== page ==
- The confidence to make well-informed IT strategy decisions
Who should attend?
- Infrastructure providers, buyers, end-users, influencers and decision makers gathering from around the Cloud industry
- An opportunity for CIOs, CEOs and CFOs to explore the future of the Cloud and what it means for their organisation
- From HR and Finance Directors and Managers, to Industry Analysts and Infrastructure Directors, anyone with a stake in The Cloud will benefit from attending The Business Cloud Summit 2010
According to IDC, 2009 was the year that Cloud Computing was ‘seeded’. Now in 2010, end users are embracing the cost and productivity benefits of the model with enthusiasm. At a time when the world is still emerging carefully from the worst economic downturn in living memory, CIOs, CEOs and CFOs in organisations across every business sector are taking advantage of the lower start-up costs and reduced total cost of ownership of Cloud Computing, delivering ROI of over 1000% in some cases.
David Pallman announced an Upcoming Webcast: Cloud Computing Assessments, Part 1 scheduled for 10/21/2010 at 10:00 AM PDT:
Tomorrow (10/21) at 10 AM Pacific time I'll be giving the first in a series of webcasts on Microsoft Cloud Computing Assessments. Register here. These webcasts go hand in hand with my cloud computing assessment article series.
Microsoft Cloud Computing Assessments: The Right Way to Evaluate and Adopt Cloud Computing
Event Code: 151050
10:00 AM - 11:00 AM
Welcome Time: 09:55 AM
Time Zone: Pacific
Event Language: Not Specified
Connection information for this Webcast will be sent in your event confirmation.
Featured Product/Topic: Windows Azure platform
Recommended Audiences: Technology Executives, IT Managers, IT Professionals, Business Executives, CIO, CTO, IT Directors, Business Decision Maker, Technical Decision Makers, Developers
Cloud computing offers so much promise, but it is new and confusing to many. You may be wondering whether cloud computing is right for your business, what the financial return might be, and how to go about getting started with it without making a mistake. In this webcast you'll be introduced to an assessment process for Microsoft cloud computing that puts the value proposition of the cloud into sharp focus for your business. You'll see how an assessment sheds light on risk vs. reward, identifies promising opportunities, analyzes applications financially and technically, and helps you figure out your cloud computing strategy. With the clarity and plan that comes out of an assessment you will be able to evaluate and adopt cloud computing responsibly, maximizing the benefits while managing risk.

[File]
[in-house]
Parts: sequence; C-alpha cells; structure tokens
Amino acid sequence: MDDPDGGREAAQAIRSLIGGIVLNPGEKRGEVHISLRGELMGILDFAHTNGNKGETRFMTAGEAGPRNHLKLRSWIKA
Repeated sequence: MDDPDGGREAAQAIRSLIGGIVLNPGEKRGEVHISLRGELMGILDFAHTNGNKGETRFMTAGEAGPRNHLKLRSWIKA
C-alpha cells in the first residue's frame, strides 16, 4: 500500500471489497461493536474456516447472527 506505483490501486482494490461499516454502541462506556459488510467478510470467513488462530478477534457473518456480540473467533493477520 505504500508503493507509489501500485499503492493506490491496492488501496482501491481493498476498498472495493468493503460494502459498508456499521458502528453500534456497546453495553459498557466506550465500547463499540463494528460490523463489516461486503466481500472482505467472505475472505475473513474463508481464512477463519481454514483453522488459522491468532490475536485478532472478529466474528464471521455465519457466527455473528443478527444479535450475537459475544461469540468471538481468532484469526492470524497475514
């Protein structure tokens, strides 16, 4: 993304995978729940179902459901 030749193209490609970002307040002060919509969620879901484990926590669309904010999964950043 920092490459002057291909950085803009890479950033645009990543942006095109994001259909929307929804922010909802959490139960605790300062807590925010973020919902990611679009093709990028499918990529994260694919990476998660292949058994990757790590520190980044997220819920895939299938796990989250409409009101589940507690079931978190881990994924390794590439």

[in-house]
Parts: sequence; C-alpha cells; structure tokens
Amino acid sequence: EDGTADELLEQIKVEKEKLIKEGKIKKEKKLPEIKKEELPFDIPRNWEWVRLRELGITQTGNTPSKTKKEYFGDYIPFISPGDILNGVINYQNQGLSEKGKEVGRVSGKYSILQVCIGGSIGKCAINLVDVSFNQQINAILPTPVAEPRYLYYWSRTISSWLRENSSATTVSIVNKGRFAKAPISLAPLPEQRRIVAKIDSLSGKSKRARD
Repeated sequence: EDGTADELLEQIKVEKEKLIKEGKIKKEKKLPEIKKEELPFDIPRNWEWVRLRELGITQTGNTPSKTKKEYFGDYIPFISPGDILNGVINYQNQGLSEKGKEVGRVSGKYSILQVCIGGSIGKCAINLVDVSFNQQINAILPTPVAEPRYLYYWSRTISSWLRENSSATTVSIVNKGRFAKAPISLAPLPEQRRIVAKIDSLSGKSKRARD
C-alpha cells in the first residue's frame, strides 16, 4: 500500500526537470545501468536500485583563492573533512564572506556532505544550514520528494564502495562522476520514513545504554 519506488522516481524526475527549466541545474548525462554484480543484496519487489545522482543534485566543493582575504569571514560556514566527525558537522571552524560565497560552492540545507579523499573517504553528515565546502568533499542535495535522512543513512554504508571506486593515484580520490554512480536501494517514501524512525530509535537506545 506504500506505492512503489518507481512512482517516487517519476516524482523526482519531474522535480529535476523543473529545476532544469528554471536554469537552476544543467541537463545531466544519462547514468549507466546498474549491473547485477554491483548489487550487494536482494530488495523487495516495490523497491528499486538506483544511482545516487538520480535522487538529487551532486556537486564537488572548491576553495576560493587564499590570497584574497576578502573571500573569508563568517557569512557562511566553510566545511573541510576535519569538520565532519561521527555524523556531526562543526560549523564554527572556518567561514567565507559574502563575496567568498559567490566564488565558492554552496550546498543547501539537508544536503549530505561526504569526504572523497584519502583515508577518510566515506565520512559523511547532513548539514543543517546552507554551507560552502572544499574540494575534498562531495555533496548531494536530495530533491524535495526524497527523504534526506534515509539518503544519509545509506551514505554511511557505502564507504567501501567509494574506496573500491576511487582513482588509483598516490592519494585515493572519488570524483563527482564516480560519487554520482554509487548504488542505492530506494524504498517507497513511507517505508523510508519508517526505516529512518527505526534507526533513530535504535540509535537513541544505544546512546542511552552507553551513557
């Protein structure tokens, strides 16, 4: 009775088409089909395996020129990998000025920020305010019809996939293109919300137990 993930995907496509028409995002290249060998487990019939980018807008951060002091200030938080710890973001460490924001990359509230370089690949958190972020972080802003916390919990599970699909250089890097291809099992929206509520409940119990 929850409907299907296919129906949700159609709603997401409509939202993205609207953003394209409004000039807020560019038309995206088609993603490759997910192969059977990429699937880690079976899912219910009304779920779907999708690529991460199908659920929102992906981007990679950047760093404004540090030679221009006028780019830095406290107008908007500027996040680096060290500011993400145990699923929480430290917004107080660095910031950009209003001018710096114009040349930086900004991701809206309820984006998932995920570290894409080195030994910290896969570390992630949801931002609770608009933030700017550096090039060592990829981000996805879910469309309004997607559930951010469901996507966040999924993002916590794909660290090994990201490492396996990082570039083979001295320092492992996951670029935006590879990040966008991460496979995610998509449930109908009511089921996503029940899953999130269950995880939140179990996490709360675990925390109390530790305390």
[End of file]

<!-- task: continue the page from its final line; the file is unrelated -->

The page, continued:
Eric Nelson (@EricNel) posted his Slides and Links for Windows Azure Platform session at Software Architect 2010 on 10/20/2010:
Today (20th Oct 2010) I delivered a 90min session to architect on the Windows Azure Platform.
Are you an ISV?
ISV = Independent Software Vendors - that is you write some kind of product that you sell to more than one customer. My new team is all about helping ISVs and we have a team blog and brand new twitter account which I will increasingly be found on. If you are an ISV, please fave the blog and follow the twitter account. And if you are an ISV please keep an eye on (and sign up to) http://bit.ly/ukmprhome, especially if you are interested in the Windows Azure Platform.
FREE access to the Windows Azure Platform
If you are looking for the cheapest way to explore Azure then check out the free Introductory Special – not many compute hours per month but you do get a SQL Azure database free for three months. (A while back I did a walkthrough for this offer and for the even better MSDN subscriber offer)
- Download the free ebook (also includes details of how you can order the paper copy from lulu)
- http://azurescope.cloudapp.net/ Benchmarks and guidance
- For more resources and information http://bit.ly/startazure